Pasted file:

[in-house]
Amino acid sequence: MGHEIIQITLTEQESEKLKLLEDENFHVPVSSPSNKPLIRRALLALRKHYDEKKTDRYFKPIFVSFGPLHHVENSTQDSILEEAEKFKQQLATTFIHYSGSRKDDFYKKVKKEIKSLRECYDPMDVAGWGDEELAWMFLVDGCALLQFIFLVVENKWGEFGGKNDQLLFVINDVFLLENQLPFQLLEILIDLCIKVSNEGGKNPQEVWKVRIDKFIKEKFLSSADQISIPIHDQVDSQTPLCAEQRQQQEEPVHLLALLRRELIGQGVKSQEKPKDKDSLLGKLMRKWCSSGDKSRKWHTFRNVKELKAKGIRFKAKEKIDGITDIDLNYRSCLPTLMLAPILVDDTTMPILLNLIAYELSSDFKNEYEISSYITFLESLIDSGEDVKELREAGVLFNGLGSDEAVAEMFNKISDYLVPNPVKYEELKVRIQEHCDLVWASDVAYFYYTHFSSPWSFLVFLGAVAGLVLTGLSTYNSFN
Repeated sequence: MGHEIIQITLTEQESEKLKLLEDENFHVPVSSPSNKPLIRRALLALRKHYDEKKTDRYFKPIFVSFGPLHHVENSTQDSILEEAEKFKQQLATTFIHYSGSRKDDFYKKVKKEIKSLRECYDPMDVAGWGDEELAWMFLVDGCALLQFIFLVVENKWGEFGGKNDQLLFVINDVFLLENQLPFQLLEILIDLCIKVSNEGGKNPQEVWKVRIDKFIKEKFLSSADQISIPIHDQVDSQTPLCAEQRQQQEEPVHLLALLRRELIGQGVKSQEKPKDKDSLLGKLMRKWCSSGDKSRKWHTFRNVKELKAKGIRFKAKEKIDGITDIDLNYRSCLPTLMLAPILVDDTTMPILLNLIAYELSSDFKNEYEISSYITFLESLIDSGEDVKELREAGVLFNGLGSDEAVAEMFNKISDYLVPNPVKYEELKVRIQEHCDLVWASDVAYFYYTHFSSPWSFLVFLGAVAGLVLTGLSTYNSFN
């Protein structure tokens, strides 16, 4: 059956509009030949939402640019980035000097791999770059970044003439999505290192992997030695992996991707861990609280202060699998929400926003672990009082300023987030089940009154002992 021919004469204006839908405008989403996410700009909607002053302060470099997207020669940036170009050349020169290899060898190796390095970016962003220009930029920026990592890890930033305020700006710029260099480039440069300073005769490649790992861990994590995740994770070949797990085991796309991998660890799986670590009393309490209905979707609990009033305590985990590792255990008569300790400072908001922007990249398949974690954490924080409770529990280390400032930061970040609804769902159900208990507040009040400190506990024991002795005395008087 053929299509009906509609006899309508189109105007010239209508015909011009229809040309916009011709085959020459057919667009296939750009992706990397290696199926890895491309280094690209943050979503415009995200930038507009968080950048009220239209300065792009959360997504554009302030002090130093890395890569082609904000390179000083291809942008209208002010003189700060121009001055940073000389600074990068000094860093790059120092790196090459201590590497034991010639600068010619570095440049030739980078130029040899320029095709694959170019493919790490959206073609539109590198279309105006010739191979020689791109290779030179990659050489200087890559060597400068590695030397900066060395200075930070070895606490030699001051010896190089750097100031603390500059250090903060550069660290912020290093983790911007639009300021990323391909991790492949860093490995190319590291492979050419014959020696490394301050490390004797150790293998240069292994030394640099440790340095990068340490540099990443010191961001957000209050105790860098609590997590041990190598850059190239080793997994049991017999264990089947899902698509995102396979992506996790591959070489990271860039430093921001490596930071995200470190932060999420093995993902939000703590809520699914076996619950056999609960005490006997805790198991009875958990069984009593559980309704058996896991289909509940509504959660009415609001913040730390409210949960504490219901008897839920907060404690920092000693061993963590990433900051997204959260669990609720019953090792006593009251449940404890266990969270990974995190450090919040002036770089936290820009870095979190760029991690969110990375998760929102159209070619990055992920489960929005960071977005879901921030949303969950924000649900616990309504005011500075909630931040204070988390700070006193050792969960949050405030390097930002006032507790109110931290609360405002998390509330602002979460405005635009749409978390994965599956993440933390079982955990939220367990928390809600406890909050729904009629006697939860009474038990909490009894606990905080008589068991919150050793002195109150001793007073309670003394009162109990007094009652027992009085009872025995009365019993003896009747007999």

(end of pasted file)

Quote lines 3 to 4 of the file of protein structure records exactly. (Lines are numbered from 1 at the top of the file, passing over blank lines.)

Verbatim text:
Repeated sequence: MGHEIIQITLTEQESEKLKLLEDENFHVPVSSPSNKPLIRRALLALRKHYDEKKTDRYFKPIFVSFGPLHHVENSTQDSILEEAEKFKQQLATTFIHYSGSRKDDFYKKVKKEIKSLRECYDPMDVAGWGDEELAWMFLVDGCALLQFIFLVVENKWGEFGGKNDQLLFVINDVFLLENQLPFQLLEILIDLCIKVSNEGGKNPQEVWKVRIDKFIKEKFLSSADQISIPIHDQVDSQTPLCAEQRQQQEEPVHLLALLRRELIGQGVKSQEKPKDKDSLLGKLMRKWCSSGDKSRKWHTFRNVKELKAKGIRFKAKEKIDGITDIDLNYRSCLPTLMLAPILVDDTTMPILLNLIAYELSSDFKNEYEISSYITFLESLIDSGEDVKELREAGVLFNGLGSDEAVAEMFNKISDYLVPNPVKYEELKVRIQEHCDLVWASDVAYFYYTHFSSPWSFLVFLGAVAGLVLTGLSTYNSFN
């Protein structure tokens, strides 16, 4: 059956509009030949939402640019980035000097791999770059970044003439999505290192992997030695992996991707861990609280202060699998929400926003672990009082300023987030089940009154002992 021919004469204006839908405008989403996410700009909607002053302060470099997207020669940036170009050349020169290899060898190796390095970016962003220009930029920026990592890890930033305020700006710029260099480039440069300073005769490649790992861990994590995740994770070949797990085991796309991998660890799986670590009393309490209905979707609990009033305590985990590792255990008569300790400072908001922007990249398949974690954490924080409770529990280390400032930061970040609804769902159900208990507040009040400190506990024991002795005395008087 053929299509009906509609006899309508189109105007010239209508015909011009229809040309916009011709085959020459057919667009296939750009992706990397290696199926890895491309280094690209943050979503415009995200930038507009968080950048009220239209300065792009959360997504554009302030002090130093890395890569082609904000390179000083291809942008209208002010003189700060121009001055940073000389600074990068000094860093790059120092790196090459201590590497034991010639600068010619570095440049030739980078130029040899320029095709694959170019493919790490959206073609539109590198279309105006010739191979020689791109290779030179990659050489200087890559060597400068590695030397900066060395200075930070070895606490030699001051010896190089750097100031603390500059250090903060550069660290912020290093983790911007639009300021990323391909991790492949860093490995190319590291492979050419014959020696490394301050490390004797150790293998240069292994030394640099440790340095990068340490540099990443010191961001957000209050105790860098609590997590041990190598850059190239080793997994049991017999264990089947899902698509995102396979992506996790591959070489990271860039430093921001490596930071995200470190932060999420093995993902939000703590809520699914076996619950056999609960005490006997805790198991009875958990069984009593559980309704058996896991289909509940509504959660009415609001913040730390409210949960504490219901008897839920907060404690920092000693061993963590990433900051997204959260669990609720019953090792006593009251449940404890266990969270990974995190450090919040002036770089936290820009870095979190760029991690969110990375998760929102159209070619990055992920489960929005960071977005879901921030949303969950924000649900616990309504005011500075909630931040204070988390700070006193050792969960949050405030390097930002006032507790109110931290609360405002998390509330602002979460405005635009749409978390994965599956993440933390079982955990939220367990928390809600406890909050729904009629006697939860009474038990909490009894606990905080008589068991919150050793002195109150001793007073309670003394009162109990007094009652027992009085009872025995009365019993003896009747007999």